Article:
Nearly a century of speculation and experimentation has gone into trying to understand the mechanisms that establish the pattern of the differentiated heterodont dentition. Regionally differing qualitative (combinatorial) expression of regulatory genes appears to be involved in this process. Work by our laboratory and others shows that the six members of the mammalian Dlx family of homeobox genes are expressed (a) at multiple times during dental development, (b) differently at different stages, (c) in a way that is related to their genomic organization as gene-pairs linked to three of the four Hox clusters of positional patterning genes. The expression appears to be involved in jaw regionalization, tooth initiation, and tooth development. However, this expression correlates with no single aspect of dental patterning or tooth development, involves redundant and complementary function, and developmental differences between the maxillary and mandibular dentition suggest that other elements remain to be identified. For example, the possibility that quantitative aspects of gene expression specify developmental fields in the dentition has not yet been investigated. Although the maxilla and mandible develop differently, indirect evidence suggests that, especially in the future midline (incisor) regions, both jaws may be patterned by a consistent process that occurs before neural crest migration takes place, and we hypothesize that signaling factors like Sonic hedgehog and Pax transcription factors may be involved.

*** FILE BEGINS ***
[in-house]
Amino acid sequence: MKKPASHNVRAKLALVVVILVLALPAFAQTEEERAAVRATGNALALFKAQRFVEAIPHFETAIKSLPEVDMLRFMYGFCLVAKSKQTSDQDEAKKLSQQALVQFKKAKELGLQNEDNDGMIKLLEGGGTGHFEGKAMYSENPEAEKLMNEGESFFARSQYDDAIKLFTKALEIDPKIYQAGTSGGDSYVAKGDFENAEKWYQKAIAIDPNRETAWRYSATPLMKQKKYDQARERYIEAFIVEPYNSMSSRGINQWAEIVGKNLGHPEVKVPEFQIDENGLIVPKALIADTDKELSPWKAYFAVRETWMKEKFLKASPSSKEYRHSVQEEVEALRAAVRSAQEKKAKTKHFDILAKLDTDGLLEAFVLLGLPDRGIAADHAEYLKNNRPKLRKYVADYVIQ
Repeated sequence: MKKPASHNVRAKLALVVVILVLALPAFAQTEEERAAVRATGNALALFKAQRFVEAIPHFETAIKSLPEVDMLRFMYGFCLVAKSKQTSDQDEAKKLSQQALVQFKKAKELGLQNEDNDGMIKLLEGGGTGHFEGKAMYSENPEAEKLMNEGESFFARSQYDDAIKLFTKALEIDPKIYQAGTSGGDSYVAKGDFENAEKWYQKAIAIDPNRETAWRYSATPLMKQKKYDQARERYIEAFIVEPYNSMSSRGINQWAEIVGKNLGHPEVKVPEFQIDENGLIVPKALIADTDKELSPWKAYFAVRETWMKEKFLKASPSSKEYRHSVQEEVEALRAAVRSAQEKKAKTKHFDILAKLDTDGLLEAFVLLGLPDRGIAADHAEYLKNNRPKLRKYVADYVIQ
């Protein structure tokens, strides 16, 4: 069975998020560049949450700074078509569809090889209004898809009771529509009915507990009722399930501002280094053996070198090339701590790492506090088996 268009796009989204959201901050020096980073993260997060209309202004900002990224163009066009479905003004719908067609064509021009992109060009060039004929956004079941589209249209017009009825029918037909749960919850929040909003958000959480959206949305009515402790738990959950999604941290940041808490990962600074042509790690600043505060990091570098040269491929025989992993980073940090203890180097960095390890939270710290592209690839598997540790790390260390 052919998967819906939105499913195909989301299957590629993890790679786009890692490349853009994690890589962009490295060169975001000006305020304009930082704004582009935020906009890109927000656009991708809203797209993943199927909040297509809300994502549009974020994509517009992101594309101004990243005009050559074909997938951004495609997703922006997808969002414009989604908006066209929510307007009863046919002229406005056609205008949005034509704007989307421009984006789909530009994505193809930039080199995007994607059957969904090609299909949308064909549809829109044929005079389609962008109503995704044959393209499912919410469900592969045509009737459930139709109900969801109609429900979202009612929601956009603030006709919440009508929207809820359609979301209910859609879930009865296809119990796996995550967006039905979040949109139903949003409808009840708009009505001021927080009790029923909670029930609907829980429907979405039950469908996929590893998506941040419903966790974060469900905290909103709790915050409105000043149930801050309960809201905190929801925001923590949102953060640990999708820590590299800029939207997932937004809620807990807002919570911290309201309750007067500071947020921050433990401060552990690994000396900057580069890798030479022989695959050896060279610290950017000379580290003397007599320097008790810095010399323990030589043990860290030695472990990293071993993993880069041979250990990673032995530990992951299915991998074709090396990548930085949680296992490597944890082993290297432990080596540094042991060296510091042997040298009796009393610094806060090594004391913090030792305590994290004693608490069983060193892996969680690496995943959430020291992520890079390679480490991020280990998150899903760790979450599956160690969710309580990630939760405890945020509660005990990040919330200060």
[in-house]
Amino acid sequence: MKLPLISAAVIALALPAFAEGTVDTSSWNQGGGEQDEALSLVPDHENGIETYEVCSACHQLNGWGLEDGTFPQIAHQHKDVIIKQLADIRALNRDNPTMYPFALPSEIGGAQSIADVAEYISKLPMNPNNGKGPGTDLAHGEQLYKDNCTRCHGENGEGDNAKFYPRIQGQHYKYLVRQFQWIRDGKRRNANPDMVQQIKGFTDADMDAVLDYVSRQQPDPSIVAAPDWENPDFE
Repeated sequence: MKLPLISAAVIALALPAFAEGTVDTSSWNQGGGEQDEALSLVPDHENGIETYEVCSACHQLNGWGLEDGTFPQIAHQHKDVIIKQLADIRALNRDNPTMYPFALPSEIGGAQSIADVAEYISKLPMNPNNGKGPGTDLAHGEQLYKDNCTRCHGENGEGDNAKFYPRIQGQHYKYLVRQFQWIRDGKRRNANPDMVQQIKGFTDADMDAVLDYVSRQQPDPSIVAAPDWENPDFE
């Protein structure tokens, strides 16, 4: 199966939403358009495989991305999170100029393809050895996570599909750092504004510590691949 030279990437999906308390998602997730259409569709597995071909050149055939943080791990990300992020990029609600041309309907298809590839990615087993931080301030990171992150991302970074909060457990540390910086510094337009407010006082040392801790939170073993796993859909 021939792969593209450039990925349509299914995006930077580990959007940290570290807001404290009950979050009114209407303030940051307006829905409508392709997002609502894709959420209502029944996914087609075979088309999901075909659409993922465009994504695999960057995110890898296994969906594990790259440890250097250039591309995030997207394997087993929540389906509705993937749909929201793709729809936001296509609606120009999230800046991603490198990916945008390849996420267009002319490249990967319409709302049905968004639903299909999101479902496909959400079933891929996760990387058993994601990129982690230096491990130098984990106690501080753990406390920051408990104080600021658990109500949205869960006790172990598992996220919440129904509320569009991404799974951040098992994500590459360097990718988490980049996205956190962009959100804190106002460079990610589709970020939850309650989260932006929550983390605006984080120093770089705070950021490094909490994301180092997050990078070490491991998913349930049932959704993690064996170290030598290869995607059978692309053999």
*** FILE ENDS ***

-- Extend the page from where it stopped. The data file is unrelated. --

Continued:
|Original language||English (US)|
|Number of pages||9|
|Journal||European Journal of Oral Sciences|
|Issue number||1 SUPPL.|
|State||Published - Jan 1998|
All Science Journal Classification (ASJC) codes